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Flashcards in Pancreas Deck (13):
1

Anatomical structure of the pancreas (5)

Head: Lies within C-Shaped curve formed by the duodenum (attaches via connective tissue)
Uncinate process: Lies posterior to the superior mesenteric artery.
Neck: Overlies the superior mesenteric arteries which forms a groove in the neck.
Body: Lies behind the stomach and left to the superior mesenteric artery
Tail: Intraperitoneal. Lies next to hilum of spleen, within the splenorenal ligament with the splenic vessels

2

Duct system of pancreas

Million berry like clusters (acini), connected by short intercalated ducts (centroacinar cells).

Drain into:
Intralobular connecting ducts
Pancreatic duct
Joins Common bile duct (Hepatopancreatic ampulla of Vater)
Duodenum

3

Vasculature of the pancreas

Pancreatic branches of splenic artery

The head also gets supply from superior (gastroduodenal artery from coeliac trunk) and inferior pancreaticoduodenal arteries (Superior mesenteric artery)

Head venous drainage: superior mesenteric branch of hepatic portal vein

Pancreatic veins drain the rest to the splenic vein

4

Lymph drainage

Empty into pancreaticosplenal nodes and pyloric nodes which drain into the superior mesenteric and coeliac lymph nodes.

5

Causes of pancreatitis (I get smashed)

Idiopathic
Gall Stones
Ethanol
Trauma
Steroids
Mumps, Malignancy
Auto-immune
Scorpion sting
Hypertryglyceridaemia, Hypercalcaemia
Endoscopic retrograde cholangiopancreatography (ERCP)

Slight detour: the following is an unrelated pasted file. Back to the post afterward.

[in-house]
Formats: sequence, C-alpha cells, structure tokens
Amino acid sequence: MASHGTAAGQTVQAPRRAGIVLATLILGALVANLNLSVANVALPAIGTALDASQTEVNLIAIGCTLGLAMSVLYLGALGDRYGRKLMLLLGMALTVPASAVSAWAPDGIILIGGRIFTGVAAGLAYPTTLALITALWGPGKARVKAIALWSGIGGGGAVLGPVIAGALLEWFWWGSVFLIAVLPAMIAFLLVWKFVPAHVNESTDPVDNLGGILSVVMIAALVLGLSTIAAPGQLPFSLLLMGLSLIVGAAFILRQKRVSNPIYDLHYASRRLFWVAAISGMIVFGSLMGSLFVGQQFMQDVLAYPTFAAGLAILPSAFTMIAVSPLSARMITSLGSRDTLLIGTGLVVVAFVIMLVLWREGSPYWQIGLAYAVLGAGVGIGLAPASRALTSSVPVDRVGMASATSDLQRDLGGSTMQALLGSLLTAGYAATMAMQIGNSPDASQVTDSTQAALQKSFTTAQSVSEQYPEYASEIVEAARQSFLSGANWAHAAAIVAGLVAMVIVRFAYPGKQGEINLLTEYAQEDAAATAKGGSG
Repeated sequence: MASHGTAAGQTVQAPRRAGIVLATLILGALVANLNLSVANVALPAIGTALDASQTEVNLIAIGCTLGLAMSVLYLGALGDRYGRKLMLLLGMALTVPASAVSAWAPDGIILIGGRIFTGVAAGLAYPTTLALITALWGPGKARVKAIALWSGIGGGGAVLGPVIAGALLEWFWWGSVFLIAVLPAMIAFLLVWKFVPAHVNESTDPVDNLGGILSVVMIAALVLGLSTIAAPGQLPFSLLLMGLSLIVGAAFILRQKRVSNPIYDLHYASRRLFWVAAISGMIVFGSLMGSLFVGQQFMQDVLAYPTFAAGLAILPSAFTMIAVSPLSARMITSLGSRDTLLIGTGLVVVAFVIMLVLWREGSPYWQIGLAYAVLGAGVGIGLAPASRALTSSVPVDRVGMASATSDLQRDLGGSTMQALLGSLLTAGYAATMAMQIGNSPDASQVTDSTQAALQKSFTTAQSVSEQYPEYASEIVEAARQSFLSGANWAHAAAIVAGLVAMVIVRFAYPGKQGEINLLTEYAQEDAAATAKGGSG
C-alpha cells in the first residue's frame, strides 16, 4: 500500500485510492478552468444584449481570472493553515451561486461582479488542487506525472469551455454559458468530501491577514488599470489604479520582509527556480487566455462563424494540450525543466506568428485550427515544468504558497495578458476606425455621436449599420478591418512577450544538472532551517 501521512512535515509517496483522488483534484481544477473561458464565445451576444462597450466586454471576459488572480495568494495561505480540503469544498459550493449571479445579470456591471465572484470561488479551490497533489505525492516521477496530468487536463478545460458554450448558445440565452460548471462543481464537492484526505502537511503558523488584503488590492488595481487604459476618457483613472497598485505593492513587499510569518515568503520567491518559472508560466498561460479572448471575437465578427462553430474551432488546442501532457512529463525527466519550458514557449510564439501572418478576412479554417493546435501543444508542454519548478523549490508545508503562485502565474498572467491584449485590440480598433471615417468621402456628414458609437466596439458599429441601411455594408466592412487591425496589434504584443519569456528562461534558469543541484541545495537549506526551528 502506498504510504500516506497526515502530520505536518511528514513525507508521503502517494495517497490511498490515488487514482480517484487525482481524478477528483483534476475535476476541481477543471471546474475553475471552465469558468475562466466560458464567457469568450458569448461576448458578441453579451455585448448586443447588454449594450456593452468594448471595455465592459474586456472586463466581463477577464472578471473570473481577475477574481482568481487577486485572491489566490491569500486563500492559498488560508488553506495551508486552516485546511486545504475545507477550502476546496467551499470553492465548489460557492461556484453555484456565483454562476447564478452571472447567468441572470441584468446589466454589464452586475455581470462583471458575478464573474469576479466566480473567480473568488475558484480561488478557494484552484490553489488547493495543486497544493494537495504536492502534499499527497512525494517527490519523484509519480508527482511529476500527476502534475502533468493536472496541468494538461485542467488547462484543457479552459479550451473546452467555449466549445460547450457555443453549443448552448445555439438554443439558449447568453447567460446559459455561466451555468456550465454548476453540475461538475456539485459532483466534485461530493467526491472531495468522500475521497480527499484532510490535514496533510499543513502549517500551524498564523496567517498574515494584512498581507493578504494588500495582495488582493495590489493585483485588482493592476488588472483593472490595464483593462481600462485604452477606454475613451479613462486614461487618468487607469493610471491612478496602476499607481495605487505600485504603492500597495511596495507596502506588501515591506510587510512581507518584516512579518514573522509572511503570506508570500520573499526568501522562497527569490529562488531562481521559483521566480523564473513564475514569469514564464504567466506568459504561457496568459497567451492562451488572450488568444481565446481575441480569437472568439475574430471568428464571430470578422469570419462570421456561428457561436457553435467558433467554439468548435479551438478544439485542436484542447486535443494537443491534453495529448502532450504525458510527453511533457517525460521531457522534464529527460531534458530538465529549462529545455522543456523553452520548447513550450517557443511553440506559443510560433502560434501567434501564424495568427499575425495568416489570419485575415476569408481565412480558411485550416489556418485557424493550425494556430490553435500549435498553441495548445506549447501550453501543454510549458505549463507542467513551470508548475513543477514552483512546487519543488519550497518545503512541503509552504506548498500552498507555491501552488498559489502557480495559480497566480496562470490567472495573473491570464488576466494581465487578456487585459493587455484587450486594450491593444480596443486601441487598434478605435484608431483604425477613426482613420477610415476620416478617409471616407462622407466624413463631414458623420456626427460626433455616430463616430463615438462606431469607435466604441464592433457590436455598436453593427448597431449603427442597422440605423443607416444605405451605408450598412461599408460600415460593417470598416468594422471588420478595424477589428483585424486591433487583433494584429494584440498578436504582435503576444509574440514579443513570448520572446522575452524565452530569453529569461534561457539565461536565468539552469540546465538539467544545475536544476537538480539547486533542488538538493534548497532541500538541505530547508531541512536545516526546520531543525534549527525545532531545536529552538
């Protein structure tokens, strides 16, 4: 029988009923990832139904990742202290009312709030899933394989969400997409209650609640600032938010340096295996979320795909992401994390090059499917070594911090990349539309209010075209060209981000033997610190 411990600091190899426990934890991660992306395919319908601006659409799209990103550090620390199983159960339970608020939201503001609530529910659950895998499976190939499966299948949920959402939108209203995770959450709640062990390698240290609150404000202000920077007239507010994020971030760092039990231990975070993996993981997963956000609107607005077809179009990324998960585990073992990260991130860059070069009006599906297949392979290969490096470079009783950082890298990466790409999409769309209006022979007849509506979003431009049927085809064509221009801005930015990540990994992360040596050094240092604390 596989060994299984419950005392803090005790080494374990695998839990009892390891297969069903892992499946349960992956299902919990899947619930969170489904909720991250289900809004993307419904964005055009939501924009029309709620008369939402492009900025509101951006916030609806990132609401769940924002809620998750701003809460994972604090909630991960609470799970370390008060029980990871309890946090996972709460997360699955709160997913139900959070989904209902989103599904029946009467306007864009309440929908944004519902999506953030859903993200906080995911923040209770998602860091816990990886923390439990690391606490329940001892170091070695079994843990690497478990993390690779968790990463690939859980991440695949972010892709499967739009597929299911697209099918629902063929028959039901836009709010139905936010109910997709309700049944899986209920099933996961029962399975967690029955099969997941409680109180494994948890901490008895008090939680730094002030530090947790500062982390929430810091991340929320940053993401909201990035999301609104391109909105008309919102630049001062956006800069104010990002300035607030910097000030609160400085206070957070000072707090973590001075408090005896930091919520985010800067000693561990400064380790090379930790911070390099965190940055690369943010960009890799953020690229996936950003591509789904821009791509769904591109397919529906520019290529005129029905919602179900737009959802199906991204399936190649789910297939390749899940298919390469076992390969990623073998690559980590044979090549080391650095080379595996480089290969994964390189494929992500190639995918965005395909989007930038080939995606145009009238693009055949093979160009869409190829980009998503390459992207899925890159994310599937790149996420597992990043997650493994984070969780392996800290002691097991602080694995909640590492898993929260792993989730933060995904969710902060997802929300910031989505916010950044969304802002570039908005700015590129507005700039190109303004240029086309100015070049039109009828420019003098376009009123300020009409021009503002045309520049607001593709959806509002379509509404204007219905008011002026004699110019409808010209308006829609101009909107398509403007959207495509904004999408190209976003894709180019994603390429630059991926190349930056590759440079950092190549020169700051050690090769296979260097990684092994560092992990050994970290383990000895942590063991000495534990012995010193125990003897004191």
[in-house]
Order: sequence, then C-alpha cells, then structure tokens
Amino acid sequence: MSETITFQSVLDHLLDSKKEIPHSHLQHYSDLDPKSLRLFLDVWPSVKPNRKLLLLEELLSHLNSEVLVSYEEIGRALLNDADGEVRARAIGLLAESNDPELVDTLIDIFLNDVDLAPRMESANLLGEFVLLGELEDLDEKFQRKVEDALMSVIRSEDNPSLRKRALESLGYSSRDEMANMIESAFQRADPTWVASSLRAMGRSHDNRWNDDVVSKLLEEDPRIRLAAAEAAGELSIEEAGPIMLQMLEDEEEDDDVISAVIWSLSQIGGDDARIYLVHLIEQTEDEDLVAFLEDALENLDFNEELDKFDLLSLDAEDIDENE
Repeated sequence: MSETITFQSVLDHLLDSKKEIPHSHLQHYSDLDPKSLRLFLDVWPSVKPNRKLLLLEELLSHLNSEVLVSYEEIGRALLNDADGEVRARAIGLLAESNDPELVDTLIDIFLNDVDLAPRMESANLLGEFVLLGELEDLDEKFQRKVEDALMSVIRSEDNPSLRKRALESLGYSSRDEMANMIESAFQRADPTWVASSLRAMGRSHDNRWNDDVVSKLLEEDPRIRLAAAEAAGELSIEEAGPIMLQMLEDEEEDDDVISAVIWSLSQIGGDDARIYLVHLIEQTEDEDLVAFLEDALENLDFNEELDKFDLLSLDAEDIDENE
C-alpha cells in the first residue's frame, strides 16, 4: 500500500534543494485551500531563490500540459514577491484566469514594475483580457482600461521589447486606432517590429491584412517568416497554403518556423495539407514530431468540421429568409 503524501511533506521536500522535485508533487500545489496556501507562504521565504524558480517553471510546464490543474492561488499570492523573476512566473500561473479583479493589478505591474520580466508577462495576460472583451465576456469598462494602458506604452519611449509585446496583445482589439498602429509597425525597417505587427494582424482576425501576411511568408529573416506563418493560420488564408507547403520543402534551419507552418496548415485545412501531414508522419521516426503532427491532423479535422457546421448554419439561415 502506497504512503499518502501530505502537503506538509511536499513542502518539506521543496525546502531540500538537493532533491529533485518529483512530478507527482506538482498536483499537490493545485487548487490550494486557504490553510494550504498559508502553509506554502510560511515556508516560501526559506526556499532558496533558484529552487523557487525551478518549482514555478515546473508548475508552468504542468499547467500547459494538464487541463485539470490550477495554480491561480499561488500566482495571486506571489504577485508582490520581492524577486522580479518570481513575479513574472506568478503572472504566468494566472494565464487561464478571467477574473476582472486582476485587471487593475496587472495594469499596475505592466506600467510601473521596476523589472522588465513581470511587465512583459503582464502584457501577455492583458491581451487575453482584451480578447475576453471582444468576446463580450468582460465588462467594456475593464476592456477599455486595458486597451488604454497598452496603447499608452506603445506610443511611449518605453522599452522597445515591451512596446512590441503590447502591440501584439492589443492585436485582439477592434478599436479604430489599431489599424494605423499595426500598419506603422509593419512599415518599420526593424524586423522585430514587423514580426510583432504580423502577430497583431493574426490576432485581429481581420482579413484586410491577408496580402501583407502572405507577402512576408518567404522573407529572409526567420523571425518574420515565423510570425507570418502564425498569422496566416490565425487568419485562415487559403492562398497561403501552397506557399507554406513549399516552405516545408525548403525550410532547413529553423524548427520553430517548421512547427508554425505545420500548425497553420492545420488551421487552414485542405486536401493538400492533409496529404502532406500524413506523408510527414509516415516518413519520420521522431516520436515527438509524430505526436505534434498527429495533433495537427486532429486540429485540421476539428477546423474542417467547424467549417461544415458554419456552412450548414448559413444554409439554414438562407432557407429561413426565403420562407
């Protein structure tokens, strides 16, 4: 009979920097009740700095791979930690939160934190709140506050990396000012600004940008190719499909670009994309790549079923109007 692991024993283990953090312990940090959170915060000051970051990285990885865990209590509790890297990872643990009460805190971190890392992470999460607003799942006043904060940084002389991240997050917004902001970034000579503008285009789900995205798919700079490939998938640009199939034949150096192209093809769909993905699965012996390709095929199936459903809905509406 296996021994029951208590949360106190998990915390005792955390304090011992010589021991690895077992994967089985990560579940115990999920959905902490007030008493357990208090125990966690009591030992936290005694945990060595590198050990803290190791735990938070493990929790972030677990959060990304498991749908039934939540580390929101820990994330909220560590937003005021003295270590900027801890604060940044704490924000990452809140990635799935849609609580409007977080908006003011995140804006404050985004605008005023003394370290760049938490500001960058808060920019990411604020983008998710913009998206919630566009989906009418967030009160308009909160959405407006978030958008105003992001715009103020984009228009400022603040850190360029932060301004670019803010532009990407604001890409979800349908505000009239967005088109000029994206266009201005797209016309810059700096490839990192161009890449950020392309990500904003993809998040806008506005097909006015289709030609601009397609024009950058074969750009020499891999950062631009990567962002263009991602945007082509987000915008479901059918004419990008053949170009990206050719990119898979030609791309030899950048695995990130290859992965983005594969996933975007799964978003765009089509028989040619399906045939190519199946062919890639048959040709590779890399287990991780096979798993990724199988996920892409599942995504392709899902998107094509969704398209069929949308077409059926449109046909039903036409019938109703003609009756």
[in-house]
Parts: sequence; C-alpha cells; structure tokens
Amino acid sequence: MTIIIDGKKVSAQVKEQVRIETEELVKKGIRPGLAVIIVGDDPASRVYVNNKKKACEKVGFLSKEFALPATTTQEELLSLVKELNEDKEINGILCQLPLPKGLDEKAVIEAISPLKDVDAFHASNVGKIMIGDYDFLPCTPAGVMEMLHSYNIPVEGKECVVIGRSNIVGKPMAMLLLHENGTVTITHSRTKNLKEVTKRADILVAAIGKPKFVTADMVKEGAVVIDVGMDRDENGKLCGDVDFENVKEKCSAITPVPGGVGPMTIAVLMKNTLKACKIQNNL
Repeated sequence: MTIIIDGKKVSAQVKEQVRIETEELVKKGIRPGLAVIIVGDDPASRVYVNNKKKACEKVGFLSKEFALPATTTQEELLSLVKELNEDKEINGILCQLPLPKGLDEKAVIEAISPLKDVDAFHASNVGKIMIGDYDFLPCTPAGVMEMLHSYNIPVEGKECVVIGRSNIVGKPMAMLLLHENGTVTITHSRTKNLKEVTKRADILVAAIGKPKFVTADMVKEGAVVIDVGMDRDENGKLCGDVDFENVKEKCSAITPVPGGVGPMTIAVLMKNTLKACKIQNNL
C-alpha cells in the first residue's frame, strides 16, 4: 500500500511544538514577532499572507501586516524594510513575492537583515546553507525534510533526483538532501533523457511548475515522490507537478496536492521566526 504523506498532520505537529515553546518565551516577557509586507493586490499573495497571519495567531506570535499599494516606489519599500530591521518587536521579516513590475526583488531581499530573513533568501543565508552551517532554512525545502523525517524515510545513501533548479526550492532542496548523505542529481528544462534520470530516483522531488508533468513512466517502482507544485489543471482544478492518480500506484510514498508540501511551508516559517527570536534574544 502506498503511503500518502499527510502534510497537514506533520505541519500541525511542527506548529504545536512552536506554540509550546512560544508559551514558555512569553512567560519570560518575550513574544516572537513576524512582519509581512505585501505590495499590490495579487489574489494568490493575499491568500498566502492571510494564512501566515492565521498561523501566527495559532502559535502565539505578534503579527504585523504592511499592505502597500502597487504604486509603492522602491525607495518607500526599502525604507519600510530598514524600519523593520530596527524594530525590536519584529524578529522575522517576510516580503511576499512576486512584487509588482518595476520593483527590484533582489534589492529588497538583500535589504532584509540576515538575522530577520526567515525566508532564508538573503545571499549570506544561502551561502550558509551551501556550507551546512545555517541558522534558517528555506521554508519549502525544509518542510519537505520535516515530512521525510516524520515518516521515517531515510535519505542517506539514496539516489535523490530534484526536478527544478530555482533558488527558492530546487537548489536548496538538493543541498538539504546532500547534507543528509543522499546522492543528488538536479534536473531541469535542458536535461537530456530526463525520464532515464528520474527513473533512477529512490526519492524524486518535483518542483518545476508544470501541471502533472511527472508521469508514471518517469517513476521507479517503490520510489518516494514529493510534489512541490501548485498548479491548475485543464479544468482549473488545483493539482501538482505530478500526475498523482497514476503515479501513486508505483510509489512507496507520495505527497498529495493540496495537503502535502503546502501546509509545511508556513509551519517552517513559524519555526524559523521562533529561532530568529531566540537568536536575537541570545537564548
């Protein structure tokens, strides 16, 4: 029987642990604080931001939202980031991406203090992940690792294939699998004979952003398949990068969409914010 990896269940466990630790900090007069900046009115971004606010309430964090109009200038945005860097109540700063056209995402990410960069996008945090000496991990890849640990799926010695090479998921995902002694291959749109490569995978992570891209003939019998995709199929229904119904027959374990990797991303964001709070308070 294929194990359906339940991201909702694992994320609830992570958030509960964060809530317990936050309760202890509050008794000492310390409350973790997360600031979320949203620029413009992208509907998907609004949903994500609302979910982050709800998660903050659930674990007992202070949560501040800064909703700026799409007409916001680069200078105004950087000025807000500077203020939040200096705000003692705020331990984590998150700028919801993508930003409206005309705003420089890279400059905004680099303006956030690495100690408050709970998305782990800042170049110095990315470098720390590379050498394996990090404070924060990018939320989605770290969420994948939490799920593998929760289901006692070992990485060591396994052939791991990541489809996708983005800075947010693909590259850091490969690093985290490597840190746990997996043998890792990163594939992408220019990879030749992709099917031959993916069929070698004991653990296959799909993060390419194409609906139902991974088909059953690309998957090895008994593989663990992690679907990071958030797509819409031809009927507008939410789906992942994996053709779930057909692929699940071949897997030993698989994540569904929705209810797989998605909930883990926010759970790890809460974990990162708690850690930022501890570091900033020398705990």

Drugs- Sodium Valproate, Metformin, Azathioprine

6

Signs and symptoms of pancreatitis

Nausea
Vomiting
Anorexia
Mid epigastric pain radiating to back
Tachycardia

Less common:
Grey turner's sign
Cullen's sign
Fox's sign
Chvostek's sign

7

Grey turner's sign

Bilateral flank blue discoloration indicating haemorrhagic pancreatitis

8

Cullen's sign

Peri-umbilical blue discoloration indicating haemorrhagic pancreatitis

9

Fox's sign

Ecchymosis (bruised skin showing blood underneath skin) over the inguinal ligament area

10

Chvostek's sign

Facial muscle spasm when face is tapped on parotid gland region.

11

Investigations to order for pancreatitis

Serum lipase + amylase: 3 times above the normal
FBC: leukocytosis (due to dehydration, raised haematocrit)
CXR. Abdominal ultrasound
(see bmj for more)

12

Treatment for pancreatitis

IV Hydration (Ringer's lactate solution)
Nutrient support (patient nbm)
Analgesia
Antiemetic
Calcium replacement (Calcium gluconate)
Magnesium sulfate (if mg low)

With gall stones (surg, candidate): Cholecystectomy
Non surgical or rapid deterioration after 48hrs treatment: ERCP with sphincterotomy

With alcohol disease: Benzodiazepine (Lorazepam)
Vitamin and mineral replacement

13

ERCP

Endoscopic retrograde cholangiopancreatography
Used to diagnose disease of gall bladder, liver, pancreas
Once problem discovered can be treated by:
sphincterotomy: small incision in opening of bile duct to drain gall stones
Stent Placement or removal of gall stone